Drought Tolerant Garden: Water Harvesting Tips

Rain water benefits the garden in many ways whether you have a drought tolerant garden or not. Learn ways to harvest rain water in your own garden.

Did you know that a 1/2 inch of rain falling on a 1,500 square foot roof can yield 500 gallons?

What if we could collect some of that water and use it for our garden?  The good news is that you can harvest some of the rain that falls on your garden.

“Water harvesting is the practice of collecting water from rainfall or diverting storm water to where it is needed”.

There are many benefits of harvesting rain water in your garden and you don’t have to live in a desert to be able to enjoy the benefits.  Harvesting rain water is practiced throughout the U.S. including by those who live in the rainy Northwest and the humid Southeast.

water channeling by contouring

Water harvesting by contouring the landscape so that storm water pools around plants.

First, let’s look at the benefits of collecting rain water:

– Rain water is free from salts, minerals and chemicals that is present in our tap water, therefore it is better for plants.

Harvesting rain water helps to decrease problems with flooding and erosion that can come with heavy rainfall.

– Using water from rain fall helps to conserve water, which is especially vital in drought prone areas.

– Rain water doesn’t cost anything!

rain barrel

Cistern / Rain Barrel

Now that we know how beneficial rain water is for our garden, let’s now look at different ways we can collect rain water:

1. Harvest the water from your roof using a rain barrel or cistern.  Let’s face it, the rain that falls on your roof is not doing anyone any favors.  It simply flows down the rain gutter runs off to the storm sewer.  By connecting your rain gutter to a rain barrel or cistern, you can collect a lot of rain water that you can store and use later to water your garden.  This method also helps to reduce the flooding that can occur in your garden.

You can buy rain barrel kits in many gardening centers or make your own, like my fellow blogger, Jill did.  You can click here to see how she did it.

2. Contour your landscape to trap rain water.  If you don’t have a rain barrel, this is a great alternative to collecting water in certain areas of your landscape.  Instead of allowing the water to run off the driveway into the street, you can direct it toward your landscape by creating shallow depressions nearby trees and plants so that they will be watered.  (The depressions should be shallow enough that water will soak into the soil within 24 hours or mosquitos can become a problem if water is left standing for longer).

This method also helps to flush out the salts in the soil left behind by our tap water that we normally irrigate with – plants do not like growing in ‘salty’ soils.  (You can see an example of this type of water harvesting in the first photo, which is commonly practiced throughout the Southwestern United States where rainfall can be scarce).  *Another benefit from this method of water harvesting is that is allows the rain to replenish groundwater supplies instead of heading toward the storm sewer.

rain garden

Rain garden in Minnesota.

3. Create a rain garden.  Are you wondering what a rain garden is?  Basically, it is a shallow depression with drought tolerant plants surrounding it.  If you have ever stepped into a puddle of water after rain has fallen, then you can understand this concept.  Rainfall collects in the depression and slowly seeps into the ground.  This allows the plants to soak up a good amount of water, enabling them to weather periods of dry weather that occur between rain storms.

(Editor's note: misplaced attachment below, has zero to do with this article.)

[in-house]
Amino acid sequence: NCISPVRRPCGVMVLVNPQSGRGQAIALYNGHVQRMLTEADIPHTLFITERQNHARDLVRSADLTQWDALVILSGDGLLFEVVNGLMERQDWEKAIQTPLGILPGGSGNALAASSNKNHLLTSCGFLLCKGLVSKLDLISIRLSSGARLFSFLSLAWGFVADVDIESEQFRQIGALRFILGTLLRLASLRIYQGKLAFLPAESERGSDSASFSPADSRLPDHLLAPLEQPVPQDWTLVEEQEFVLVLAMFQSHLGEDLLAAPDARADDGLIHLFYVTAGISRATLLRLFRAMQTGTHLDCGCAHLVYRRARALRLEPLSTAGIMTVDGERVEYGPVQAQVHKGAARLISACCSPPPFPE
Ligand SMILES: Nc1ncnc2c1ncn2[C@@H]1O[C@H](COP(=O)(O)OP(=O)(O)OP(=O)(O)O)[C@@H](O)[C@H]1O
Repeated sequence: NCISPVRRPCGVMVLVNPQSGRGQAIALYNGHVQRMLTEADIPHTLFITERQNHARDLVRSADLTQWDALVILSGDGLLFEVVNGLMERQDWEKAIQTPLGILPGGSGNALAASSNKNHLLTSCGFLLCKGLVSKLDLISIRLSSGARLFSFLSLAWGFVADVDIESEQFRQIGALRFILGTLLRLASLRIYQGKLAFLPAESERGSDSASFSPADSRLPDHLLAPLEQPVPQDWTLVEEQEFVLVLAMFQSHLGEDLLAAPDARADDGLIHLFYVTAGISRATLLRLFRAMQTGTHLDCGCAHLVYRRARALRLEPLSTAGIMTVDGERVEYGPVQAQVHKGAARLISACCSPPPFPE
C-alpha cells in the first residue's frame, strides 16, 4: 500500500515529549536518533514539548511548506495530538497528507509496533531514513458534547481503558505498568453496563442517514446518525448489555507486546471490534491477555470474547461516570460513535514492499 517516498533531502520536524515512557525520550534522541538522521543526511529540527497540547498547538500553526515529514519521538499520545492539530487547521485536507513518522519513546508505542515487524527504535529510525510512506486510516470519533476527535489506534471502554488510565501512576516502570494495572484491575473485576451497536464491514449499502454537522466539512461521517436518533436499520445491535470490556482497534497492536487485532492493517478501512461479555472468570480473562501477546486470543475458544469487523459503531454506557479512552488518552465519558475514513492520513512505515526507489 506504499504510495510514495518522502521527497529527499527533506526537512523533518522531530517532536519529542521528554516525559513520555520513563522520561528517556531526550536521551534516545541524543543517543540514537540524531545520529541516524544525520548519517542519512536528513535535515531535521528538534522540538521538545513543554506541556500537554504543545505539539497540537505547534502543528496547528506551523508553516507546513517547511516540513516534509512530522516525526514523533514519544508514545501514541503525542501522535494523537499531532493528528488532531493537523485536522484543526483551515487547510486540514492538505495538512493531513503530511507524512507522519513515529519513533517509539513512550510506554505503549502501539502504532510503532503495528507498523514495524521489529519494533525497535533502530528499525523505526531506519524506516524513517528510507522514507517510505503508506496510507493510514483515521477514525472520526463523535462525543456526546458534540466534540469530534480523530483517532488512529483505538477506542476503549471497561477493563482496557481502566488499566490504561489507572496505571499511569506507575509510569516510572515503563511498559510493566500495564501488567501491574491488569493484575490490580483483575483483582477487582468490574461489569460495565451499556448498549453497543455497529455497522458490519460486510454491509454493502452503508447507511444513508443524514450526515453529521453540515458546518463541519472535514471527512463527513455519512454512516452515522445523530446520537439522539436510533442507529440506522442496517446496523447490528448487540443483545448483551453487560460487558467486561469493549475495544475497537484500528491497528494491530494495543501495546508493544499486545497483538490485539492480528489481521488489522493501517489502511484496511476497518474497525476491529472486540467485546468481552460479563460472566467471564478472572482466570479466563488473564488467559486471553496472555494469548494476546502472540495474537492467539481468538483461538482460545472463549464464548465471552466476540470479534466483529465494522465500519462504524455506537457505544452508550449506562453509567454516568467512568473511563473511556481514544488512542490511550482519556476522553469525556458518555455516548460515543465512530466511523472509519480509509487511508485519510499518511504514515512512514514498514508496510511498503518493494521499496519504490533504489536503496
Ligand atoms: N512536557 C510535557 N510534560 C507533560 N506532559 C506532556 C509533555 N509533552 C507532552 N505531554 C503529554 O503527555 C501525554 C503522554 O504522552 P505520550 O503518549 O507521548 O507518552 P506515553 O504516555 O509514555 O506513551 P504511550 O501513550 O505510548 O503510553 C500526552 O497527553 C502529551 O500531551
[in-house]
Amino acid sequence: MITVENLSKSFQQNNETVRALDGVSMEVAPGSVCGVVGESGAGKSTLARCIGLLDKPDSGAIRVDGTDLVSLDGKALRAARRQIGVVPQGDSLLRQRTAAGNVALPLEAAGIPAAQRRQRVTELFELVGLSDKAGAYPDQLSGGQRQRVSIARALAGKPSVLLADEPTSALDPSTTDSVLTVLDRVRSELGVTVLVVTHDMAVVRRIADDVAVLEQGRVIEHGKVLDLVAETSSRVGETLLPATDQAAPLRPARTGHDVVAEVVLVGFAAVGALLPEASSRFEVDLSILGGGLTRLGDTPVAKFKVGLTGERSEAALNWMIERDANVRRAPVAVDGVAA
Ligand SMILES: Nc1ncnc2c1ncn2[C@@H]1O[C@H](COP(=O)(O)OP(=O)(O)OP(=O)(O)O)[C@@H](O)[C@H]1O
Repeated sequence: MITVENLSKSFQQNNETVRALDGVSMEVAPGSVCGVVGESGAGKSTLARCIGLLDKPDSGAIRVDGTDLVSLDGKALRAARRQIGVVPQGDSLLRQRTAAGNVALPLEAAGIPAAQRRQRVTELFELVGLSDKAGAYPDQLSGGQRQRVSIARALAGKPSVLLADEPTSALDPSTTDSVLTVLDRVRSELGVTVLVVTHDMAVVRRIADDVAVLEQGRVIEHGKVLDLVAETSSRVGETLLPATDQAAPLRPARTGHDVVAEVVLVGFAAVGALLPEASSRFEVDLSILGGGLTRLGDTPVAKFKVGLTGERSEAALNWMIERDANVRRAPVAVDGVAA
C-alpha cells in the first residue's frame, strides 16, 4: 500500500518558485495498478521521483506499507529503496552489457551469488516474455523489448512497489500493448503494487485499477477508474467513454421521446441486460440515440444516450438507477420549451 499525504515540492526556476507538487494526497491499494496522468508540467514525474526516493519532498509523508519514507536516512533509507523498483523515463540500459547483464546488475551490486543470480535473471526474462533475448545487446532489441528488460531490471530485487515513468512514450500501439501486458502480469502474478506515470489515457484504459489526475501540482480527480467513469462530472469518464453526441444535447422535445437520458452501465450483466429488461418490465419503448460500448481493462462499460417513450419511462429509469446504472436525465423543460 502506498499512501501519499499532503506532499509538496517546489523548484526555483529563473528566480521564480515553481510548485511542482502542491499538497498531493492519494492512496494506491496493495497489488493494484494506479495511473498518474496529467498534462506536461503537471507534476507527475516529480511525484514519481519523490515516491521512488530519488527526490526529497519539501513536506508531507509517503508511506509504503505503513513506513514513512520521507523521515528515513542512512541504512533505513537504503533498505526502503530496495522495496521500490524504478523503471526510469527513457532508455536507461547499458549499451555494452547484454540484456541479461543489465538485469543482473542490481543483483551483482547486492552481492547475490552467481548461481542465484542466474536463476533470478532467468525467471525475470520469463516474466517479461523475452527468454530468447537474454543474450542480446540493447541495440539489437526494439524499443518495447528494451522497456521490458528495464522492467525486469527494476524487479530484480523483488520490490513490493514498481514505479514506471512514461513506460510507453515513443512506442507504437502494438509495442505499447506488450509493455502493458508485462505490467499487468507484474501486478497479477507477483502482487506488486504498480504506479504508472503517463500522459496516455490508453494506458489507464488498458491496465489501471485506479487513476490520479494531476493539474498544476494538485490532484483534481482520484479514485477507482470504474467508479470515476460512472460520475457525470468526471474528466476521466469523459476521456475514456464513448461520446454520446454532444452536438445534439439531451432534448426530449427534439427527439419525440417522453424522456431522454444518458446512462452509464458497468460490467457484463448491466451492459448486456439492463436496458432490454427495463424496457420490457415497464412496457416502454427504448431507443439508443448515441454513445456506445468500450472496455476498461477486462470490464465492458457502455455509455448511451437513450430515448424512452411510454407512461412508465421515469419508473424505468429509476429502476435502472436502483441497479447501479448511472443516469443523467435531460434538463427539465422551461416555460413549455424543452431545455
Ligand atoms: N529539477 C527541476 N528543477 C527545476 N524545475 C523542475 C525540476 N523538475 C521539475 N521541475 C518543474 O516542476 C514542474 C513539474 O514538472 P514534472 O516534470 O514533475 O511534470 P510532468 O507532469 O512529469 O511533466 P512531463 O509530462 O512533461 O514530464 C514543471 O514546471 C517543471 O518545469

Rain gardens can be beautiful areas of your landscape that don’t require supplemental water – they survive on rainfall alone because they are planted with drought tolerant plants.  There are some guidelines to follow in creating a rain garden that you can read here.

Irrigation Seep Water Harvesting

An ‘irrigation seep’

Harvesting rain water is becoming more mainstream as sustainability becomes a goal that homeowners as well as commercial entities are striving for.  In the photo above, rain water is collected from the roof of this college building and stored in large cisterns underground, which is then pumped into the ‘irrigation seep’, (pictured above), which slowly releases (seeps) water that flows down the shallow channel, watering the drought tolerant plants along it.

Collecting rain water benefits us all, whether you have a drought tolerant garden or not. Do you harvest water in your garden?  What method(s) do you use?

  1. Dianne Shaw says

    We put out pans and jars of every size, hook up a piece of gutter to the house gutter so it runs into large shallow pans. As soon as it stops raining, I sit in my chair and start scooping it up to pour through a large funnel with several layers of cheese cloth to put in glass jugs we store under table on the back porch. Then, when it gets dry I have rain water for my plants (no choline or fluoride or salts.) if I can’t my jugs right away, I cover the containers with layers of cardboard held in place with a brick to prevent mosquitoes from laying eggs–they are fast! We can’t handle anything very heavy. We are going to make something more permanent for the garden, but I only use glass, safe ceramic pots, etc.–no plastic. At least, we recover some, and the plants love it!

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